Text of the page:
Published on December 18th, 2020 | by Candace Simpson
Still the Master’s House: No Single Administration Is a Solution
It started with one honk.
On Saturday, November 7, I was on a walk in my neighborhood, and I heard it: one honk. Then pots and pans. Then dollar-vans blaring. Then buses beeping. And then dancing, cowbells, cheers, people hugging…
Eventually I put it together that “we won.” But underneath my mask (my KN95 mask, not a figurative one), I was conflicted. Torn. Thrown.
On one hand, it was a welcomed treat to see Black people gathering in the street and rejoicing. After all, for the better part of a year we’ve only really left our homes to protest the State. Every time we’ve gone out of the house, at least for a good number of us, it was out of duty and never out of joy. On some level, ignoring the why, it did bring me joy to see Black people outside. Because I hadn’t seen that in some time. I can admit that I’m desperate for fellowship. Starved for touch. Thirsty for how we love each other in person. I’m not proud about that; I’m angry that this nation has put me in such a hopeless position.
But on the other hand, I felt myself tearing up. My face got hot. I couldn’t relate to the joy happening in front of me. I was glad to hear that That Man would be leaving office (even though we all know that the current president doesn’t need an office to do more harm), but I knew better than to think he’s going quietly. In fact, he has thrown such an expensive tantrum that the 46th Administration asked me to “chip in” to the transition fund.
What’s worse, we know that the White House itself is a symbol and a seat of danger for so many colonized peoples across the world. I knew that Trump in the White House again would mean a certain bunch of dangerous outcomes. I also know, because every single warrior in my bloodline rises up to tell me this, that the White House has long been the source of dangerous outcomes.
So, I could not bring myself to get excited about the premise of a Black and South Asian woman in the White House when she is on video talking about threatening vulnerable children and laughing about it. I cannot bring myself to get excited about a woman putting her pronouns in her Twitter bio when she has also refused to honor the humanity of trans women placed in men’s prisons.
A good number of my friends know that I am moved by The Wiz, so on November 7, I was tagged in a number of “Brand New Day” videos. I did not feel moved, though. I felt angry. As my friend Erica Caines has said several times in the last month, “It’s tomorrow. You said you would rejoice today and that you would hold him accountable tomorrow. It’s tomorrow.”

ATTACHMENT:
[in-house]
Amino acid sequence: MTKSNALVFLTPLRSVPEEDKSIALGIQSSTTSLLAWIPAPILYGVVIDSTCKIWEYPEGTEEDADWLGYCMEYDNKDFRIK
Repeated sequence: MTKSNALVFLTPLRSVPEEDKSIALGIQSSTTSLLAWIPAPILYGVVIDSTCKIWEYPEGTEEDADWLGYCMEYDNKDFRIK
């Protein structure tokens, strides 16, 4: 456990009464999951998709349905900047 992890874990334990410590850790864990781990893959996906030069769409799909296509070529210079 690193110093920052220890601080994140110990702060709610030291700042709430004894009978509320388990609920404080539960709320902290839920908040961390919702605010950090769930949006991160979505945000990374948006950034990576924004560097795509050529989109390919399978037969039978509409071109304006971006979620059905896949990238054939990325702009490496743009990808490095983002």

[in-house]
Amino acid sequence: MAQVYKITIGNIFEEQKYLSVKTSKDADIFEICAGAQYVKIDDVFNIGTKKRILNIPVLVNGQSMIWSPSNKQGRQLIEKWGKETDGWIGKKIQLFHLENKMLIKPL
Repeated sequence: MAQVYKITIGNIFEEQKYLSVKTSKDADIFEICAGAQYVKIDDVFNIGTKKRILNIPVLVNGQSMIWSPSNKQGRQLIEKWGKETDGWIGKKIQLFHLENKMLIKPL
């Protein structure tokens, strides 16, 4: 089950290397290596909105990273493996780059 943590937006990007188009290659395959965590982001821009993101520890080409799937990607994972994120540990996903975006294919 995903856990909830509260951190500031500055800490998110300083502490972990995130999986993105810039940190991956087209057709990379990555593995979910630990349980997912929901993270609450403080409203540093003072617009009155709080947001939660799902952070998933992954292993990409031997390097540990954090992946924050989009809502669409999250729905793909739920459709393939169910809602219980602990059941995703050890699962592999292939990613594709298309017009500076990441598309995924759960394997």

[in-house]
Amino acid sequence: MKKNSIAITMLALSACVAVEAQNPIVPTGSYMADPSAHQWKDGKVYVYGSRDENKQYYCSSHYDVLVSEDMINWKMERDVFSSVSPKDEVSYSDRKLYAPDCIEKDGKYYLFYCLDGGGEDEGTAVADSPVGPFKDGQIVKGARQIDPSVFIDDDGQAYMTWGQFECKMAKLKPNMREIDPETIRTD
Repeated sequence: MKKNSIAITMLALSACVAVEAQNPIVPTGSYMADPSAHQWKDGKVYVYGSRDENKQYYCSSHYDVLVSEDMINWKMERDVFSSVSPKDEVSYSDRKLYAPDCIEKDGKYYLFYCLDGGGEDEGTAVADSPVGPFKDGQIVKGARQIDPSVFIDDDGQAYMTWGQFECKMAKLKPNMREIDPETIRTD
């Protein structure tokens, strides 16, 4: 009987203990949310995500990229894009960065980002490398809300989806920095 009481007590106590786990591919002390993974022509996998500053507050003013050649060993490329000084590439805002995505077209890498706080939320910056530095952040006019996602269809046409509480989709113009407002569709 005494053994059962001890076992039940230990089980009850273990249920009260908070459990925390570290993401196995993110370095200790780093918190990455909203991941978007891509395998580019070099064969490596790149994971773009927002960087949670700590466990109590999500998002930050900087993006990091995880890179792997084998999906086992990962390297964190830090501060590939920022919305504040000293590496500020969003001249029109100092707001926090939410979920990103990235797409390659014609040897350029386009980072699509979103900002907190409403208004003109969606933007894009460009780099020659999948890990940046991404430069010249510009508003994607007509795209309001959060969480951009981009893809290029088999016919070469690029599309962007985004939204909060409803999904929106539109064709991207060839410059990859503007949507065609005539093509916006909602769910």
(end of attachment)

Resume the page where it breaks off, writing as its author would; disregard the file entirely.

I say this not to poke a hole in anyone’s fun-bubble. I want you to have fun, I want you to be happy. Joy and happiness are central to our movements. We have to have something to look forward to, something that propels us when we would rather just give in and go along.
But in the coming years, we will need to hold onto the hard lessons we’ve learned from this outgoing administration. We must remember that power should always be investigated. We should remember that power insulates people from consequences. We should remember all the things we said we cared about in the last four years. Trump not being in office is a very good thing, but he is more like the moon and less like the sun. He reflects something; he is not the beginning of it—nor the end.
Consider the tradition of outgoing presidents writing letters to incoming presidents. We often sentimentalize this tradition, but it’s evidence that presidents are part of a lineage. There are several mechanisms of holding on, conserving, and expanding power. As Dwayne David Paul writes, Trump “did not erect history’s largest prison system. Military expenditures were already our largest federal discretionary expense when he took office. These failings are his — and our — inheritance.”
So, what does that mean for us? Grim, huh? You may feel like there’s nothing you can do. But remember the words of our ancestors:
Keep your lamps trimmed and burning. The time is drawing nigh.
I know you’re tired. So am I. I know you’re desperate for reprieve. So am I. We can coordinate with each other, though. We can build collectives and sustainable communities. We can return to our deepest principles. Rather than cowering or surrendering to the inevitability of compromise, we can draw each other tighter and refuse to genuflect.
King Nebuchadnezzar will never get my bow, nor will he get my celebration. I reserve that for Us.
Candace Simpson is an educator, minister and writer. She believes that Heaven is a Revolution that can happen right here on Earth. She invites others into that philosophy at www.fishsandwichheaven.com